As part of the ongoing work to maximize the recyclability of its polymers, Eastman Chemical Company has teamed with DSI Plastics to develop a new regrinding and reuse stream for Eastman Tritan copolyester and its other copolyester materials, including Eastar and Durastar.
DSI is an innovative designer and integrated producer of plastic solutions and has found that Tritan — a new-generation copolyester resin — and other amorphous and crystalline copolyesters are very suitable for inclusion in the building and construction market for products such as farm flooring and walls.
“Improving polymer recycling is a major issue in our European, Middle East and African markets,” said Godefroy Motte, chief sustainability officer, Eastman. “In fact, Circular Economy is a key component of Eastman’s priorities in Sustainability. Collaborating with innovators such as DSI Plastics, to make better products and improve the recycling of all products, opens opportunities for more sustainable solutions and better results for the generations to come.”
The culmination of a four-year project, the launch of this new copolyester recycling application introduces new potential for Eastman Tritan copolyester in post-consumer and post-industrial recycling. The initiative — which could benefit all manufacturers, molders and appliance producers using Tritan, as well as consumers and collection facilities — adds further weight to its favorable life cycle assessment and contributes to Eastman’s recyclability goals.
With pressure on plastics molders and product manufacturers to find channels to sustainably dispose of consumer products and molding and manufacturing waste, the initiative Eastman and DSI have undertaken comes as welcome progress and a viable alternative to incineration or landfill.
“We identified that there is excellent potential in incorporating reground copolyester resins in walls that separate animal pens, farm flooring and transport solutions products,” said Greg Dubly, General Manager at DSI Plastics. “Our newly developed and flexible process can take material from a wide range of sources. Now that we have established an identified market for Eastman Tritan and other copolyester regrind, waste collectors will be prepared to sort and handle it at economic rates.”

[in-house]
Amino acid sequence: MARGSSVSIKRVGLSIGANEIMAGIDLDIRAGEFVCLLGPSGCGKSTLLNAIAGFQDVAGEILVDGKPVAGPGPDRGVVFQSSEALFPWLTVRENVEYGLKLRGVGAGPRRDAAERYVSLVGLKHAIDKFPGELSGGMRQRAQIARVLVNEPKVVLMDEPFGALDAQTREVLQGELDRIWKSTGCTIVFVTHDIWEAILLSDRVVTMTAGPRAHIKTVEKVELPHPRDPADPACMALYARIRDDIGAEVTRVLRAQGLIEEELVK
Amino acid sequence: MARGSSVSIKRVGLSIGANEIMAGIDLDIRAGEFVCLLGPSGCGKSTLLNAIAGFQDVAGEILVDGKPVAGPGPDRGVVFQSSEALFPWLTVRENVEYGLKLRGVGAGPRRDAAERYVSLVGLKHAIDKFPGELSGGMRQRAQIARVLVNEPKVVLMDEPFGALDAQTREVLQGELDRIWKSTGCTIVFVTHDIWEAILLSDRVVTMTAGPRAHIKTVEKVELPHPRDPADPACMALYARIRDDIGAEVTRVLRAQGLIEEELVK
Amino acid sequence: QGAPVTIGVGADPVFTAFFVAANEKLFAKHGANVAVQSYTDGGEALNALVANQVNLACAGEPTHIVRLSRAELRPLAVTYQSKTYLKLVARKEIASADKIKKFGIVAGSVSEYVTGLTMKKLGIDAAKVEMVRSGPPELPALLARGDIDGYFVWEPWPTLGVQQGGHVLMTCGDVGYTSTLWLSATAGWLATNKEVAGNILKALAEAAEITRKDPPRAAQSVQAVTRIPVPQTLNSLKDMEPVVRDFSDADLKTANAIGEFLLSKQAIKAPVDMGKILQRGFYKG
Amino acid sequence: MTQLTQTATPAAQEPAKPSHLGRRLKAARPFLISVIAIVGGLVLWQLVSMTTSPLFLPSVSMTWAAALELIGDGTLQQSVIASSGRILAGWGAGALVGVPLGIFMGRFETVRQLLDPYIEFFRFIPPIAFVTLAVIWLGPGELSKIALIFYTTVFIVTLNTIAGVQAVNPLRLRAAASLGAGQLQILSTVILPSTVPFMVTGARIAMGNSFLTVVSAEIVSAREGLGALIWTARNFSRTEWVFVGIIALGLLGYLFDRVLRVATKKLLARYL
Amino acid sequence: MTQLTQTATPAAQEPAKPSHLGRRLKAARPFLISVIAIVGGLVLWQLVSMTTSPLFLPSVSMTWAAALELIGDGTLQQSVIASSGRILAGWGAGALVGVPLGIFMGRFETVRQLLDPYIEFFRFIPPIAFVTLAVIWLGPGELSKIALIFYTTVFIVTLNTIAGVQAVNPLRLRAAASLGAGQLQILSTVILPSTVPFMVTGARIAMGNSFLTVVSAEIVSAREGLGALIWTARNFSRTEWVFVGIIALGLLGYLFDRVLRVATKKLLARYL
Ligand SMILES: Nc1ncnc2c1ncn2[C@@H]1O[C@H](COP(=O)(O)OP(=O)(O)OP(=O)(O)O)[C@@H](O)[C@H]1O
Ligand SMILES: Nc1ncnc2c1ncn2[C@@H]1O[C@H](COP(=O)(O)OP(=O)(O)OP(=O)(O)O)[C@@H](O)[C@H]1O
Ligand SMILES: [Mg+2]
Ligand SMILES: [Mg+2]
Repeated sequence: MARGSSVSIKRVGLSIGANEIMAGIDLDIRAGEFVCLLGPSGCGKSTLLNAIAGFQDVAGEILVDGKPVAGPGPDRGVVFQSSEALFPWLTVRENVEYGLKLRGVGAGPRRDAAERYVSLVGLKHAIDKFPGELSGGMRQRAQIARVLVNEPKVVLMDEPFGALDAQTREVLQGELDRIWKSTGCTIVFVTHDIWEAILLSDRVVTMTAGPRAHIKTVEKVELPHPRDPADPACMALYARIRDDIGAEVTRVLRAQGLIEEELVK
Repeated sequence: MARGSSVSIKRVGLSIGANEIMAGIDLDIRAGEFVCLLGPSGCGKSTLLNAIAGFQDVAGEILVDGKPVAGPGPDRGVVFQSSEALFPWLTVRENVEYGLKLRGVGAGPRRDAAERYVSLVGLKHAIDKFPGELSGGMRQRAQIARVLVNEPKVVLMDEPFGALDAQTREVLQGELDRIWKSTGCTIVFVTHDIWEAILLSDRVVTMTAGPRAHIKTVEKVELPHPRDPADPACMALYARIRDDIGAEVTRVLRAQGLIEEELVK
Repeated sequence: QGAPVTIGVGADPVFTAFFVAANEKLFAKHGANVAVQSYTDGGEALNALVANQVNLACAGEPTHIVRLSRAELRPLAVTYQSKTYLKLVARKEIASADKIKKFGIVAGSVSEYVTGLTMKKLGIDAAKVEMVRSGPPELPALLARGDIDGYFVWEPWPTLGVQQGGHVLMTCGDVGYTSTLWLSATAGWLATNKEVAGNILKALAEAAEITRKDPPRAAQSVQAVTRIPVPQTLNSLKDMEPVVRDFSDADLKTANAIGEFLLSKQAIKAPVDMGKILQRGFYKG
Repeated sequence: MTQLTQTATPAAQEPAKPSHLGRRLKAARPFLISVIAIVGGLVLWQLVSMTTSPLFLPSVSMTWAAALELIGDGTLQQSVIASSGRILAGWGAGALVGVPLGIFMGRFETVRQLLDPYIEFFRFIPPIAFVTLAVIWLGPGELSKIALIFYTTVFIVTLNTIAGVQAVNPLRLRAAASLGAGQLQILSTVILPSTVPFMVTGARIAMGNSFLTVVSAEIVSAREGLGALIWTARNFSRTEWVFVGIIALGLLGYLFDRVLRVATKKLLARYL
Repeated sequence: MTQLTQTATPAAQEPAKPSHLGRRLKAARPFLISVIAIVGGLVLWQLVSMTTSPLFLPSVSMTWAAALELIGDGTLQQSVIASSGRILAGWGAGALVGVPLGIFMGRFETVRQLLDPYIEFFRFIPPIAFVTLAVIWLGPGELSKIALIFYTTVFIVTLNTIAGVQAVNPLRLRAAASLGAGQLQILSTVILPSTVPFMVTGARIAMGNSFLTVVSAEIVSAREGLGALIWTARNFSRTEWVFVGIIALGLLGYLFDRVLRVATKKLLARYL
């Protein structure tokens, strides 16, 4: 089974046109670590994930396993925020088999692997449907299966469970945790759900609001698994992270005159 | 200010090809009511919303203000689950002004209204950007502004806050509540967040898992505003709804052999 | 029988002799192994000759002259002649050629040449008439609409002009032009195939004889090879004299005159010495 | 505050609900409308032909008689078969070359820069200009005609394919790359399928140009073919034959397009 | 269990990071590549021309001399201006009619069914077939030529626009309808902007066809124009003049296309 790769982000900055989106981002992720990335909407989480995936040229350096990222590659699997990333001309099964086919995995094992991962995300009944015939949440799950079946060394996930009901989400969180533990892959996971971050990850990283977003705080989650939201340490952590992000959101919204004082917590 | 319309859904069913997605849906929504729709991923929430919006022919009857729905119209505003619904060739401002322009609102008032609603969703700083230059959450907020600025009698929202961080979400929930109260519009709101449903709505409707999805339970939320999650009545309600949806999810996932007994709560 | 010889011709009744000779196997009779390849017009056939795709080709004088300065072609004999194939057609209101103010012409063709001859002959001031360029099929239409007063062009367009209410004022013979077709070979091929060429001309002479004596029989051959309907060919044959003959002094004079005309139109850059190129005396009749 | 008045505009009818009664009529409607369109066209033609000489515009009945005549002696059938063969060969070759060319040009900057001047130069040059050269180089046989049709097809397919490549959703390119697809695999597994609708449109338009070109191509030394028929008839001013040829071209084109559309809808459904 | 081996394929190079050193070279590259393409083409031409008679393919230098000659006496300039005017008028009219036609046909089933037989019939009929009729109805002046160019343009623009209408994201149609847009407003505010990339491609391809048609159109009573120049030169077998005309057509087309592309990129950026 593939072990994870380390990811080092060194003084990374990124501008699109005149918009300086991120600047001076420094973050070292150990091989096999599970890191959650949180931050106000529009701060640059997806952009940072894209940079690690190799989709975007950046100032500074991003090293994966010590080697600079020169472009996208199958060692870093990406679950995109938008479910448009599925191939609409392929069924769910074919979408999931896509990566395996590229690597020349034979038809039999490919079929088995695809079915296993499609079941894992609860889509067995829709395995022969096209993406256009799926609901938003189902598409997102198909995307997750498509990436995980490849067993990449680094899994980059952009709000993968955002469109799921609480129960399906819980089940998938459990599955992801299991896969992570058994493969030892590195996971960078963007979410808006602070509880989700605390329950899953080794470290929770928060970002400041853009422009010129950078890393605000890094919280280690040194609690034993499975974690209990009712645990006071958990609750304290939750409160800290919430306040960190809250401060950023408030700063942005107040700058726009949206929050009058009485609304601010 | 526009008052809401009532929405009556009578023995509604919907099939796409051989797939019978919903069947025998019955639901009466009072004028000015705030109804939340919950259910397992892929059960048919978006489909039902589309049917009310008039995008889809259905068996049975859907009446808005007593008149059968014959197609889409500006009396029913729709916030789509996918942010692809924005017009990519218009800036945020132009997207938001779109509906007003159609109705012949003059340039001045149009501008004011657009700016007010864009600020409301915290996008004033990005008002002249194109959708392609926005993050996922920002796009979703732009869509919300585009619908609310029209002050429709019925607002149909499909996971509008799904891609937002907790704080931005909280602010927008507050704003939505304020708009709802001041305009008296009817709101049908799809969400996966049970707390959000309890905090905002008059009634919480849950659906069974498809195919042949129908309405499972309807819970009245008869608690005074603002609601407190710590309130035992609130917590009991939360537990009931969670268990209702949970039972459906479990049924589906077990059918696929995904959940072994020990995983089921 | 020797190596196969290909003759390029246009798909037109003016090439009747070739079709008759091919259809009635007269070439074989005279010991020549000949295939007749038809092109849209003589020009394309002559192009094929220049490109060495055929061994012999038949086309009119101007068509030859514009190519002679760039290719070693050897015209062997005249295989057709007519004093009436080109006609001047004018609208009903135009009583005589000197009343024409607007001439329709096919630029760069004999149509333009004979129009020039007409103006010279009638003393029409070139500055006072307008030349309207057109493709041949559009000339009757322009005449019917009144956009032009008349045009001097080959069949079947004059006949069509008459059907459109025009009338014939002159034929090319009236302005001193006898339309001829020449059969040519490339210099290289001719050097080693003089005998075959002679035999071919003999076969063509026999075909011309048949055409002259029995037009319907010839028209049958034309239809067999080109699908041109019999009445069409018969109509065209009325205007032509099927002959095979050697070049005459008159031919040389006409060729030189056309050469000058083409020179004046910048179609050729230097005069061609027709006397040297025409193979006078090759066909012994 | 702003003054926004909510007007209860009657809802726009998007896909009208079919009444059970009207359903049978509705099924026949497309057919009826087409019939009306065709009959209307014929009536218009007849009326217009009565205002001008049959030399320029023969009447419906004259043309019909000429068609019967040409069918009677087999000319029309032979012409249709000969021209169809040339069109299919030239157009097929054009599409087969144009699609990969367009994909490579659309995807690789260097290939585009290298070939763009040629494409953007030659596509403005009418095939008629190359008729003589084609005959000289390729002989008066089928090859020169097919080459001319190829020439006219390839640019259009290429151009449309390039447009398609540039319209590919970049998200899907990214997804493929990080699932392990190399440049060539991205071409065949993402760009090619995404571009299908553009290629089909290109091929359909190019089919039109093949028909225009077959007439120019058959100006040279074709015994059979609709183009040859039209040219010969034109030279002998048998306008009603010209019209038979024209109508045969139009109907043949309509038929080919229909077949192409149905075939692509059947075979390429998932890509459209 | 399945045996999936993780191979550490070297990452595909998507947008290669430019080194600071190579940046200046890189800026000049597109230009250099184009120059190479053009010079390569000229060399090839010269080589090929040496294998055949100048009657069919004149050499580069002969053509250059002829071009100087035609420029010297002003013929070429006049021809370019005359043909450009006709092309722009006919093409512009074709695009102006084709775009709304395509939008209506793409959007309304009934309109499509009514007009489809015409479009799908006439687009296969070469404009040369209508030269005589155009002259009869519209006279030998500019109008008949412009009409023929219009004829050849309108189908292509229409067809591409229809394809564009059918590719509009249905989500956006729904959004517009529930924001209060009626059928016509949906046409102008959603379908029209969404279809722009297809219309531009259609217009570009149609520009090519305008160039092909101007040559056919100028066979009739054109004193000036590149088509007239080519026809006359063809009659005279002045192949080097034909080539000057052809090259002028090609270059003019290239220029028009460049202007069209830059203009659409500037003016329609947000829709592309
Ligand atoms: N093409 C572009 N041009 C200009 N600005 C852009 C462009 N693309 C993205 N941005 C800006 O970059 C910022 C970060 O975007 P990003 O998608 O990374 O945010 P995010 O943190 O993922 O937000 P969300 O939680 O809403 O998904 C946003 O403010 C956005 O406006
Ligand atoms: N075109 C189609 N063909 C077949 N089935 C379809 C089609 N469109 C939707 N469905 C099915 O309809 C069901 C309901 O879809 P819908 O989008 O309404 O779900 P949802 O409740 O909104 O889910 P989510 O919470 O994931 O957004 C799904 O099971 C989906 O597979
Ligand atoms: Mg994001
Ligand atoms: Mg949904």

Typical Eastman Tritan copolyester products being positioned for recycling include industrial 20-liter, or 5-gallon, bulk water containers and a variety of small appliances. If the animal pen walls are commercially successful, DSI plans to use 300 MT of Eastman product per year. To support future growth, DSI has the capacity to add volume for future projects.
“The products that have been developed using Eastman Tritan copolyester are hygienic, durable and easy-to-clean internal walls and flooring for pens intended for farm animals, such as pigs,” continues Mr. Dubly. “We have developed a tool to demonstrate the versatility of the application, which is not subject to UV degradation. The final color is not important to the walls or flooring, so the raw material can be transparent, colored or even opaque.”
DSI recently collaborated with I-TEK, a leading company in the interior pig equipment industry, to develop and manufacture a new plastic slat that sits underneath the sows’ crates. Compared to existing products in the marketplace, this new slat provides pig farmers with improved productivity and better sanitary benefits.
“Eastman Tritan copolyester is the ideal material to use as a regrind in our plastic products,” said Olivier Nicolas, director at I-TEK. “We’ve been working with DSI since 1992, and it’s beneficial to continue to see the innovative products, such as the new plastic slat, that come from our partnership.”
Although the new process is designed primarily for clean post-recycling industrial and consumer amorphous copolyester, it can also handle a small percentage of other polymers such as polycarbonate and polypropylene with usual variations in waste material quality.
For more information about Eastman Tritan™ copolyester, visit www.eastman.com or www.eastman.com/tritan.
Filed Under: Materials • advanced